Getting around Rochester with a disability


What do you do when you need to go somewhere in Rochester?  You use your car and drive, right?  This is not an option for everyone, including people who have disabilities.

How about public transportation?

People with disabilities often depend on public transportation to get them places they need, like work, or want to be, like the movies.  But what happens if you don’t live near a bus line?  What if your wheelchair doesn’t fit up the ramp to the bus?  What if you want to be spontaneous about going somewhere?

For people with disabilities transportation involves hours of planning to even schedule a ride.  It often takes 1-2 extra hours to get somewhere.  They may be forced to arrive two hours early for a doctor’s appointment or get pick-up an hour after their date is over.  A simple errand can take much longer for them than people with their own transportation.  According to Luther, a friend of the Arc, “I can’t get to the places I want to enjoy.”  He stresses that he doesn’t want to rely on friends or family for rides either.

What are the options?

The bus system

RTS Access, formerly Lift Line, is operated by the Regional Transit Service and is widely used by people who have disabilities, but there are also limitations.  For example, transportation to Monroe County is available, but the buses don’t cross counties.  In addition, same-day ride service is often unreliable and risky.

Many times sidewalks and curbs in Rochester are not cleared of snow so access to bus stops may be compromised for those who use wheelchairs.

Taxis, Uber, Lyft

Self-service options are available but not many of them are accessible.  Taxis are also expensive.  All of the above may not be able or willing to provide rides to people with service animals or power chairs.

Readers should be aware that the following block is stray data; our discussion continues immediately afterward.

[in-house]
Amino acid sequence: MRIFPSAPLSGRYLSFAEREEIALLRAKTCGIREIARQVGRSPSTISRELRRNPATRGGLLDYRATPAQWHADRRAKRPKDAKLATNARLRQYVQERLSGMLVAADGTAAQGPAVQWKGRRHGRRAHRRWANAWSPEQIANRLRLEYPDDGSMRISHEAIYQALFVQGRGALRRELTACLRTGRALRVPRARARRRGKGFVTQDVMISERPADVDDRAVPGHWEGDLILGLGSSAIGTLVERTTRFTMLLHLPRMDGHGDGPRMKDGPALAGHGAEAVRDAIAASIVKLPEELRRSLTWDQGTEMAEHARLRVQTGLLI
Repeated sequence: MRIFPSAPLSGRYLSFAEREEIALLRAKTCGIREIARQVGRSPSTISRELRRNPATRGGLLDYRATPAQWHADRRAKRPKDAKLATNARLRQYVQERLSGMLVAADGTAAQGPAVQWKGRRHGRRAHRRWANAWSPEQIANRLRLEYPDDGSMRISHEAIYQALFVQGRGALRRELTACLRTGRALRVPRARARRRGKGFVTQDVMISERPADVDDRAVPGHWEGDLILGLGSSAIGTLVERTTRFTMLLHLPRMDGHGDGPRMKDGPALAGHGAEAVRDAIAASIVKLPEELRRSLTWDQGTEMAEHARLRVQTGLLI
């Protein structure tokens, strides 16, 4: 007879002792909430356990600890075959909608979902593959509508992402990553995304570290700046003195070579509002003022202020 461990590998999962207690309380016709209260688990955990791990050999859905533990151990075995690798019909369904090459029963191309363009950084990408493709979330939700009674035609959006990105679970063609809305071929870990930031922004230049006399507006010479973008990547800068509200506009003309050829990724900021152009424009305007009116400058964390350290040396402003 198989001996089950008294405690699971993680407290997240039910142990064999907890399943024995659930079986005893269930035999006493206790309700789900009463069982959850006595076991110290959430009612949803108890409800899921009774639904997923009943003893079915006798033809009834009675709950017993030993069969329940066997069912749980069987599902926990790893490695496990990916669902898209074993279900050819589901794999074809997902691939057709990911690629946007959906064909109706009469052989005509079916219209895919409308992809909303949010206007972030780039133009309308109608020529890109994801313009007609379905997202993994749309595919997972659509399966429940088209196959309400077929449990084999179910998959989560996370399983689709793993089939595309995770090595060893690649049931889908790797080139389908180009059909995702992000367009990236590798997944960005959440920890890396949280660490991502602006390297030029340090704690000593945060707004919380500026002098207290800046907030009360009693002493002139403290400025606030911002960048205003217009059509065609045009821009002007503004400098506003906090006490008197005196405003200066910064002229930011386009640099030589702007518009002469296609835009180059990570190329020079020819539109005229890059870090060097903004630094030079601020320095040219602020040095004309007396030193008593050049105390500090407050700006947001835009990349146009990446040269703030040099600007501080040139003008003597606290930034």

In general owning and maintaining a car is expensive and may need adjustments like hand controls.

Opportunities for improvement

Below are some transportation improvement suggestions from Arc Alliance, the self-advocacy group at the Arc of Monroe.

  • Increase same-day options with a reliable service
  • Fix ramps on regular RTS buses so that any power chair can have make it up the ramp
  • Make adaptive vehicles more affordable for people who have driver’s license
  • Introduce UberWav to the Upstate and Western NY. This service provides wheelchair accessible rides and is being tested in larger markets
  • Create an integrated bus system that offers door-to-door service
  • Provide snow removal at and around bus stops

How can you advocate?

People who have disabilities deserve the same opportunities as everyone else – getting to work on time, going out to dinner with friends, running a quick errand.  Let’s work together to make the Rochester community available to everyone.  It’s an incredible city with so much for everyone to enjoy.

Alison Cundy

Alison Cundy

Written by Alison Cundy, Marketing Associate at the Arc of Monroe.  Alison attends Arc Alliance, the self-advocacy group at the Arc of Monroe.  She lives in Penfield, NY with her family.